‘Please stay home:’ Data shows 7,000 people could die from coronavirus in Florida by Aug. 4

COVID-19 cases continue to surge around world

A doctor behind a leading study on COVID-19 projections said he believes stay-at-home orders will save lives.

Friday will bring a new day for the entire state of Florida as Gov. Ron DeSantis’ 30-day stay-at-home order will officially start.

One of the people who helped advise Gov. DeSantis and Florida’s Surgeon General Dr. Scott A. Rivkees to institute the mandate was Dr. Ali Mokdad, Ph.D. in quantitative epidemiology, who is a professor of global health at the University of Washington.

"I think by doing so you save more lives," said Mokdad. "I wish it was done much earlier."

Mokdad hails from the same university that started the first drive-through testing sites in the nation - and which was the first university to shift to online learning once the pandemic hit the U.S. and Washington state. He said some of the lessons learned in Washington could help Florida.

"In retrospective, all of us have delayed our response," said Mokdad. "All of us have delayed how we should have handled this pandemic."

Mokdad confirms on Monday, he spoke with Florida’s Surgeon General and recommended that Florida should issue a statewide stay-at-home order. Within 48 hours of that call, Governor DeSantis announced it would take place.

“It’s a little bit late, but it’s not too late,” said Mokdad. “By people adhering it to it and staying home, Florida will see fewer deaths.”

For weeks, Governor DeSantis resisted placing a stay-at-home order, despite pressure from the public and from other politicians, saying it should be left to local leaders to decide what to do.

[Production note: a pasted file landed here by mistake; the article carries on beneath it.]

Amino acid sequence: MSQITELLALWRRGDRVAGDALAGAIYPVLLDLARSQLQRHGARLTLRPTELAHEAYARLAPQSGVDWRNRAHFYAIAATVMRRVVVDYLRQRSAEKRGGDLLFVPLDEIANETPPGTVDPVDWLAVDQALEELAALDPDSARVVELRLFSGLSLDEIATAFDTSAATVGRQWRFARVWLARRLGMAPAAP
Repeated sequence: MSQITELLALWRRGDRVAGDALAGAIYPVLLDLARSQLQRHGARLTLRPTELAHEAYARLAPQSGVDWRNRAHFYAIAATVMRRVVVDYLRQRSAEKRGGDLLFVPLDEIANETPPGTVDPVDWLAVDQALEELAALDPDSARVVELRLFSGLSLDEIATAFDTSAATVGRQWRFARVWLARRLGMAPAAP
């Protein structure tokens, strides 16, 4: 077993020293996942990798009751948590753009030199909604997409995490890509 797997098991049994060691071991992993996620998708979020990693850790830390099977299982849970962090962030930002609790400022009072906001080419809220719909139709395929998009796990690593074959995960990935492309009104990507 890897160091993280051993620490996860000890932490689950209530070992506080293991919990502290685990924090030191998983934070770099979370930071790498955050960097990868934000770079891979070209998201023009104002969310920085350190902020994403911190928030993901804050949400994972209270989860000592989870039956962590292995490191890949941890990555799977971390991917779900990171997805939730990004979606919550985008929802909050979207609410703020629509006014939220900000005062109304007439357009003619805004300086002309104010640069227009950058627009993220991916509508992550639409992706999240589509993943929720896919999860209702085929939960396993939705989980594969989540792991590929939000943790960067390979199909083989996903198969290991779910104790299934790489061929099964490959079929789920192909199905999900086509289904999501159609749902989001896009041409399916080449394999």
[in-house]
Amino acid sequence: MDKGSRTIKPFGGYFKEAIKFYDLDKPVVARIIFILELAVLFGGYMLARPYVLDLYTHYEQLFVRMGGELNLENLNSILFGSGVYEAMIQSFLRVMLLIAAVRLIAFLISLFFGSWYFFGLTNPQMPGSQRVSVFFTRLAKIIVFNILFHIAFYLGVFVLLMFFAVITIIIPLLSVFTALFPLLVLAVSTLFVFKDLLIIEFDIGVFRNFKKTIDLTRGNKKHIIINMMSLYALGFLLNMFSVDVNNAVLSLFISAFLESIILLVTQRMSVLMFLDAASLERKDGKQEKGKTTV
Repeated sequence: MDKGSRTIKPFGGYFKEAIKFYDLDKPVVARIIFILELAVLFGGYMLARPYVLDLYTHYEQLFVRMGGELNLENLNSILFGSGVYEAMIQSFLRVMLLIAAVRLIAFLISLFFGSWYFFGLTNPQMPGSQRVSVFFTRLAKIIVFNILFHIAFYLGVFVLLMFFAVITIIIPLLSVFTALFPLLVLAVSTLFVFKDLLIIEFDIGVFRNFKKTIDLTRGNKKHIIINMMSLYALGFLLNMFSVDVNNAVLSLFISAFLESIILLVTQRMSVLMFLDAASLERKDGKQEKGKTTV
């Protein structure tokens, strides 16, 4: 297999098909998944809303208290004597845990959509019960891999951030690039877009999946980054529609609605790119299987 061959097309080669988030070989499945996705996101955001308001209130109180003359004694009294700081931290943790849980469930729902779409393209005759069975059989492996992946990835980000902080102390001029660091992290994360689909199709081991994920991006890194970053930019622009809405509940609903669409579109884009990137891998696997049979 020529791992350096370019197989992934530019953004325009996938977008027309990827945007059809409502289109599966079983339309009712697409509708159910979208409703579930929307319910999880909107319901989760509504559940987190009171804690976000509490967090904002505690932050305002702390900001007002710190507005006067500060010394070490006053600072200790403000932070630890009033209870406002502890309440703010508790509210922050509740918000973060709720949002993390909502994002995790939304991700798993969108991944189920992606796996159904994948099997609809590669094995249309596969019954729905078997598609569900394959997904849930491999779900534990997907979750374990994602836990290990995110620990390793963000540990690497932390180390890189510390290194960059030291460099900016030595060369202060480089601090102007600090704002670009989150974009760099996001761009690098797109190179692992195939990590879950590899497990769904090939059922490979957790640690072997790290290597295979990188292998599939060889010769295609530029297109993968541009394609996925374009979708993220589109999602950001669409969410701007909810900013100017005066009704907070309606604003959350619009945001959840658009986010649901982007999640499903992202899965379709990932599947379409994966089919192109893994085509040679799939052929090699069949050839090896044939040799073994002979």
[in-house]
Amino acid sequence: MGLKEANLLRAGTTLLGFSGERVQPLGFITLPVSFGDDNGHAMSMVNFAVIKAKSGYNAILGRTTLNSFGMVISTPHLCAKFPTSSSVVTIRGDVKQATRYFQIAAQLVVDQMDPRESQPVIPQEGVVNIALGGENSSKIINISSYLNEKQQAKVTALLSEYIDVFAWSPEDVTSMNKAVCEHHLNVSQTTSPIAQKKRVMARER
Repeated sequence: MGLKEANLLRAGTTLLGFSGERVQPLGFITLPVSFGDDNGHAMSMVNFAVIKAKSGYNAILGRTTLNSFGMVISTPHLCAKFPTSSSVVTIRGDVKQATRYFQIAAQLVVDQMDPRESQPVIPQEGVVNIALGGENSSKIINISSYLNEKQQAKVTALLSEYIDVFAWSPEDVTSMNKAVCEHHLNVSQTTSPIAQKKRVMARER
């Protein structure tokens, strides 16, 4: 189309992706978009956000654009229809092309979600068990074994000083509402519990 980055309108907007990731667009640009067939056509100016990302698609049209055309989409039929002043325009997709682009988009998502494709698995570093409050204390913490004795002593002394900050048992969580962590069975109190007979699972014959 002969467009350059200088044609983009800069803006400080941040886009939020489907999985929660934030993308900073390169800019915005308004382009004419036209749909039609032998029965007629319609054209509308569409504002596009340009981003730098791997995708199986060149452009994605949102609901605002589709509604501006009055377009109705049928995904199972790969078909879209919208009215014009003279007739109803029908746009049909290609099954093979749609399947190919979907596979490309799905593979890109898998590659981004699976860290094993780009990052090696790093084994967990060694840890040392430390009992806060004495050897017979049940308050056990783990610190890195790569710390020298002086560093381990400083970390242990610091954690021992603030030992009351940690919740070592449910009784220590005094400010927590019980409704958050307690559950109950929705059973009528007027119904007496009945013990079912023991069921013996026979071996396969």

That shifted significantly on Wednesday once President Trump and the COVID-19 Task Force recommended a national pause to help flatten the curve.

Dr. Mokdad said when he heard Gov. DeSantis announce the order, he was relieved. But he said he is concerned that the governor also signed a second order overruling stricter city and county orders - like Seminole County’s Social Distancing Order, which bans groups of more than 10 from gathering, even for church.

"Your (governor's) order still allows churches to be open it, it would be nice to cancel that, " said Mokdad. "There should be a church ban."

According to the Florida Health Department’s data Thursday afternoon, more than 144 people who have tested positive for COVID 19 have died in Florida since the pandemic started.

But Mokdad says right now they are projecting close to 7,000 people could die in Florida by Aug. 4th if they don’t adhere to the stay at home order.

“Right now, we are projecting for Florida by Aug. 4th - 6,897 deaths,” said Mokdad. “And it could go up to 18,000 deaths - or it could go as low as 1,700 deaths.”

Sobering numbers for a state that has a population of more than 21 million people. But Mokdad said this virus isn’t like any other virus they’ve seen before.

"Patients are staying on a ventilator for about 3 weeks," said Mokdad. "We are seeing even young people in their 20s -very healthy- that need a ventilator."

Mokdad said his data shows Florida will not reach the peak of the curve until later this summer. But he said he thinks the one month stay at home order should really make a difference in flattening the curve. Mokdad said he will be checking the data in two weeks to see if it is indeed making a difference in bringing down the number of COVID-19 cases."

"So please stay at home," said Mokdad. "All of us have a role to play. All of us have a role to keep ourselves safe."

Mokdad said while mistakes were made in the United States response to the COVID-19 pandemic, there are valuable lessons to take away from it.

“There were mistakes made that we have to admit,” said Mokdad. “We are academics and public health professionals. We should learn from these lessons. We should not be forcing Florida to deal with a problem on its own. We should not be forcing New York to deal with a problem on its own. We should have a better system in place. Where we can send supplies to Florida if we don’t need them in Washington. Where we can take patients to Florida, Georgia or Alabama or other states if we have to. These plans should have been developed two months ago, instead of us facing it right now.”